Making the Curtain: Measure the inside dimension of the window, from one end of the opening to the other.
For the width of the warm Windows material add 6 inches to the measurement (windows 5-7 feet add 7 inches. Windows 7-9 feet add 8 inches).
For the width oftbe cover fabric, use the Warm Windows measurement above. However, if you are making a cover piece of more than one piece of fabric you'll need to add about .75 inch for every extra seam-this is called a "seam allowance," and in these instructions I include it automatically except in this paragraph. If your cover fabric is going to be in three pieces (a center piece and two borders), that means two extra seams (add 1.5 inches to the total amount ofcover fabric width needed). (fyou have just two piece of fabric for the front, that's one extra seam (add .75 inches to total width of fabric.
For the length of the Warm Windows material and cover fabric, measure the height of the window from the bottom sill to the top and add 7.5 inches.
Before anything, pay special attention to the orientation of the quilting on the Warm Windows fabric: when you are making a side-draw curtain, the quilting on the Warm Windows fabric must be vertically oriented. If the dimensions of the W.W. fabric (60" wide) do not fit your window, carefully sew two pieces together at the quilted seams.
Measure your fabric. Look carefully, think carefully, and then measure again. Only when you're sure that you haven't gotten confused anywhere or mis-measured. do you cut.
Depending on the design, you will now either sew the cover fabric pieces together and then sew it to the Warm Windows material. or if you cover fabric is one piece begin sewing it to the W.W. directly. Remember to face the pretty side of the cover material against the synthetic canvas side of the W. W. material as you sew. It sucks to rip seams and start over if you don't pay attention to this detail.
Leave an opening of at least a foot wide (wider for larger curtains) to pull through the fabric wben you're done sewing. The curtain will be bulky and stiff, so reinforce the seams at the edge of the hole so you can yank without tearing out your stitches.
Using clear nylon thread in both bobbin and spool, sew the hole closed. Hand stitching is best, but slow and not essential. I usually use a machine carefully and it's not that obvious.
The Curtain Tie: Carefully fold the curtam up. Usmg a fabnc measunng tape measure the circumference of the "closed" curtain. Add 4 inches (or so).
Here you have options. You can use a piece of cover fabric, an accenting piece of fabric. or fabric tape to make the tie. I[ you are using real fabric, cut a rectangle to the above length and 5 inches in width. Fold it over to make a long tie, pretty sides facing in, and sew closed three sides while leaving a 2-3" gap for pulling the fabric through. Puil through and then carefully sew the tie closed with nylon thread.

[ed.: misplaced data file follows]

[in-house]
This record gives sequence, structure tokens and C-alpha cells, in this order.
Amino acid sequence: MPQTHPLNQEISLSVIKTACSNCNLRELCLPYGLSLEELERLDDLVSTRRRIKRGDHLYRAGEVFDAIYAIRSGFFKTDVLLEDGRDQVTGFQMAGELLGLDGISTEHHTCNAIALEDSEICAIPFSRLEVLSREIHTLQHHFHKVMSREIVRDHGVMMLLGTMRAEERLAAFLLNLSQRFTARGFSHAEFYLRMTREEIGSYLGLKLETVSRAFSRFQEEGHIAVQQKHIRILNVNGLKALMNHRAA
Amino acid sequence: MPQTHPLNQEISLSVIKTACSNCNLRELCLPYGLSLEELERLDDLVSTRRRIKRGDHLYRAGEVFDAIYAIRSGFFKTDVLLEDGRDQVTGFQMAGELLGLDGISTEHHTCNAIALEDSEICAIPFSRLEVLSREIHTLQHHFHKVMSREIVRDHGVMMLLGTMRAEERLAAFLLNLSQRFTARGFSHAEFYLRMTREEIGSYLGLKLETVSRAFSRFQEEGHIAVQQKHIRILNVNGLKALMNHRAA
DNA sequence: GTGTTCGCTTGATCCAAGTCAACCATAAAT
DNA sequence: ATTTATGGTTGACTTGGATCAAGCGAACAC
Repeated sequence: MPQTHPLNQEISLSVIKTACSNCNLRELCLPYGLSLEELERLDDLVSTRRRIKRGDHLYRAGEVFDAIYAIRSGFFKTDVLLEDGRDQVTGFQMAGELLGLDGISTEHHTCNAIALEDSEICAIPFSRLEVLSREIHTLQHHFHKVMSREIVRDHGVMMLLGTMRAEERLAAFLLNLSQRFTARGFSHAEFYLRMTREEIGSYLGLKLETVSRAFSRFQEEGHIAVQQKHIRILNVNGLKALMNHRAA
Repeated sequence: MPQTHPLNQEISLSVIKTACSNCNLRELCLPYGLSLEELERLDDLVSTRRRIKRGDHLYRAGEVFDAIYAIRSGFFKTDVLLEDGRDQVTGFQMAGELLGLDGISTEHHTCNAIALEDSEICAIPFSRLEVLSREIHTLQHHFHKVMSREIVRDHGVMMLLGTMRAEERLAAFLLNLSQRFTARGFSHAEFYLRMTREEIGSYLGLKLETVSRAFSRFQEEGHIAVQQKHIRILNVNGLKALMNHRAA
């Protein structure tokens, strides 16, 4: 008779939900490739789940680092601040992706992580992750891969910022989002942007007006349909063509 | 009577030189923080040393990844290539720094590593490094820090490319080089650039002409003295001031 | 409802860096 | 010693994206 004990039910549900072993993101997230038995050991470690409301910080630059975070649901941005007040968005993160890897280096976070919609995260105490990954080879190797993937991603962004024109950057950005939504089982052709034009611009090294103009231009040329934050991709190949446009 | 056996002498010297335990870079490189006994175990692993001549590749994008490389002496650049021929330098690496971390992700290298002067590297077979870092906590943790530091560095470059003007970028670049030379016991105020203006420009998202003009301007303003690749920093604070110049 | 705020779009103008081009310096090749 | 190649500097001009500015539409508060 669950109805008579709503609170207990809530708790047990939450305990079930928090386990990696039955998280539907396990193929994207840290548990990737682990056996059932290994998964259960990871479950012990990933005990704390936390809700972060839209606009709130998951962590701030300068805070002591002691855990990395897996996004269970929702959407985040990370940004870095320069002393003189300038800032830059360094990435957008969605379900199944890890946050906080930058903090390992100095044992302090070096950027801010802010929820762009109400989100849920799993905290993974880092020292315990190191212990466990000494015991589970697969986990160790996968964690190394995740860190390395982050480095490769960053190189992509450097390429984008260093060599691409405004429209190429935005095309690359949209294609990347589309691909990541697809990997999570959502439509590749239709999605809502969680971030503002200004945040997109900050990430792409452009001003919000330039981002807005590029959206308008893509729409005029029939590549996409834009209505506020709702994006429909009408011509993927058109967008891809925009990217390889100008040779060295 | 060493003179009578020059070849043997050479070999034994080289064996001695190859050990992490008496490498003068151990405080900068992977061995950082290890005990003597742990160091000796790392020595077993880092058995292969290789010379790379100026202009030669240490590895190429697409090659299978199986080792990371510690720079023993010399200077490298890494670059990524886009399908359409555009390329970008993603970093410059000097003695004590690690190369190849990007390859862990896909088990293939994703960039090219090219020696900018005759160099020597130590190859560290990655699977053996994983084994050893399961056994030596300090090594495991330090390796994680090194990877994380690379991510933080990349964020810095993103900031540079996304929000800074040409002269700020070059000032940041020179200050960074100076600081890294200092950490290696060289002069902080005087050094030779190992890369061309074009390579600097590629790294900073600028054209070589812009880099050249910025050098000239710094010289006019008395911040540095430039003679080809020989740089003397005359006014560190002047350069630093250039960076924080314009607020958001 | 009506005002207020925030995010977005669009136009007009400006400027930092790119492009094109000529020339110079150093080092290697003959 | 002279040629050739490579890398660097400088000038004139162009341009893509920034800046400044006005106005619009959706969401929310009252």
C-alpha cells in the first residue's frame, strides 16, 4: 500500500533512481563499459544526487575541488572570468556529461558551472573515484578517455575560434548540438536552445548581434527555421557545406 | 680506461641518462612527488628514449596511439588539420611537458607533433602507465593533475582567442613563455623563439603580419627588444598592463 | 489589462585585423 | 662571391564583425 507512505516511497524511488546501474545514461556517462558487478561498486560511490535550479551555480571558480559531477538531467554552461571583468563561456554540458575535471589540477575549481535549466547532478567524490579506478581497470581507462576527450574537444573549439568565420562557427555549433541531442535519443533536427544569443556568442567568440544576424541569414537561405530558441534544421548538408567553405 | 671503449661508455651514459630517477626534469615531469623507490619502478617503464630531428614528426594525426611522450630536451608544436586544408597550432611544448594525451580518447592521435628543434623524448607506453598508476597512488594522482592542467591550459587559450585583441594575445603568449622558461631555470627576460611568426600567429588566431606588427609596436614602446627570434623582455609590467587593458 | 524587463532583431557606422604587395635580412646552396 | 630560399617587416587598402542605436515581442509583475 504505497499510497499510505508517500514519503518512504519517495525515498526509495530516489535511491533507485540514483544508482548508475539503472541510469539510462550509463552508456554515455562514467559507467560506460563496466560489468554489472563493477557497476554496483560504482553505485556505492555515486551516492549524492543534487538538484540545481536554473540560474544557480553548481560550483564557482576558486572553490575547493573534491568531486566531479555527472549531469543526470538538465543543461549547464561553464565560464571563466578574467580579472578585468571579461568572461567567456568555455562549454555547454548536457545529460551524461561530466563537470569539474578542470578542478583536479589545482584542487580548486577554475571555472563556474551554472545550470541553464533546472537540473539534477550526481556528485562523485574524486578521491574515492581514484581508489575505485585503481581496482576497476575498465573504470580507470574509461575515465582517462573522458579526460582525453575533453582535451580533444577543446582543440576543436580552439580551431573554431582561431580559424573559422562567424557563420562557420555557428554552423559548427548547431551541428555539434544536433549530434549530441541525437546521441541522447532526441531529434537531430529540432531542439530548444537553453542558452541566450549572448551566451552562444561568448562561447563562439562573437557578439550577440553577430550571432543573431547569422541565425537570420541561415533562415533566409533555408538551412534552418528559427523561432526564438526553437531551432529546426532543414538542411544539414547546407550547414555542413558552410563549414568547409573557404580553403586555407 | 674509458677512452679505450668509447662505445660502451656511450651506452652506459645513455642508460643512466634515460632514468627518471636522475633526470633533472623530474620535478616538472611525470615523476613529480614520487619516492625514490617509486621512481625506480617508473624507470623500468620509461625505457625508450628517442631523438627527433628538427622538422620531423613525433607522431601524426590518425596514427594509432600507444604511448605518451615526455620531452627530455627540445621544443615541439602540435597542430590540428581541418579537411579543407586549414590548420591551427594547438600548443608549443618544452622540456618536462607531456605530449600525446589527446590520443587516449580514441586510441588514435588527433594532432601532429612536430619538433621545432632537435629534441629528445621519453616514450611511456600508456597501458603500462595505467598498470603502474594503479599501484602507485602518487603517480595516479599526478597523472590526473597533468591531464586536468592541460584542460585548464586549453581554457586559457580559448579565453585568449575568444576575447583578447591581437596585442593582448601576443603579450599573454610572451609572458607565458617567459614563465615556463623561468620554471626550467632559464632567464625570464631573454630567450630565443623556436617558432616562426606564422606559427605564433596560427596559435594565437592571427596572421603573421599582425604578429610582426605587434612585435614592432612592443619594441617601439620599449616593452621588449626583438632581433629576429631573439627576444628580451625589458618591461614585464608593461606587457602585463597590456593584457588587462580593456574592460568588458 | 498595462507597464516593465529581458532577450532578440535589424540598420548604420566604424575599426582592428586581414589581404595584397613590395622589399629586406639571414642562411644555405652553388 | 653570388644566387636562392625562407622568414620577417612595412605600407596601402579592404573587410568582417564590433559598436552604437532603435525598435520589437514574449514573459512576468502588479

Whether using fabric or fabric tape, sew a I" piece of Velcro to opposite ends and opposite sides of the tie. The Velcro on the end of the tie that sews to the curtain should be approx. 3" in from the end of the tie. Look at an umbrella tie for the visual.
Sew the tie down to the curtain about 1-2" in from the edge at waist height or so (place the curtain to the window opening to get the right spot) with the tie facing away from the curtain. The goal is to make a tie that can be pulled behind the curtain and around the front and then stuck to Velcro behind the cunain.
Hanging the Curtain: If you have made a side-pull curtain, assemble the curtain rod and place the hooks into the plastic hangers. Carefully hook the curtain to the rod, trying to keep it level. Pick the entire assemblage up and place it against the window, adjusting the curtain on the hooks so the rod can be level and the curtain flat against the sill, even if the curtain is slightly asymmetrical (which it is likely to be:). Move the assemblage back and forth until the curtain is centered against the window. It should hang about 2-2.5" to either side of the window when fully extended.
Mark where the brackets are on the wall with pencil when all is aligned. Take the assemblage down and remove the curtain from the hooks. Take the rod hack to the wall and mount it according to your marks. Have drywall anchors handy in case you don't hit wood. Now hang the curtain back on the rods.
Making Clamps: Concurrent or after you make and mount the curtain, begin making wooden clamps to hold the curtain tight to the frame or wall around the window. First measure the height of the window from .5" above the siU, assuming there is one. lftbere is no sill, measure from the bottom of the window opening. Measure up to the top of the window opening.
Purchase 1"x2" boards that will allow you to span the distance. Make sure they are straight and smooth with rounded edges so you can avoid splinters when you open and close the clamps. Bring your measurements with you and ask the lumberyard employee to cut the boards to your specifications-it will save you time.
Purchase spring-loaded hinges (-$2.50 a pair). Make sure each half of the hinge is flush with the other when the hinge is closed. Boards about 4 feet and longer should have three sets of hinges, while boards less than 4 feet need only two sets of hinges.
Optional Slep: If you have a set of files and sandpaper (C-clamps are also helpful) you can grind out half-moon hand holds to help you grip the boards when you flip them open.
Mount the 1x2 boards so they cover at least I" ofthe fully extended curtain on either side of the window. They should clamp down tightly to seal the curtain to the wall.
Test and mess with things until it's as perfect as you can make it-anything you leave that is noticeably imperfect will likely become annoying over time.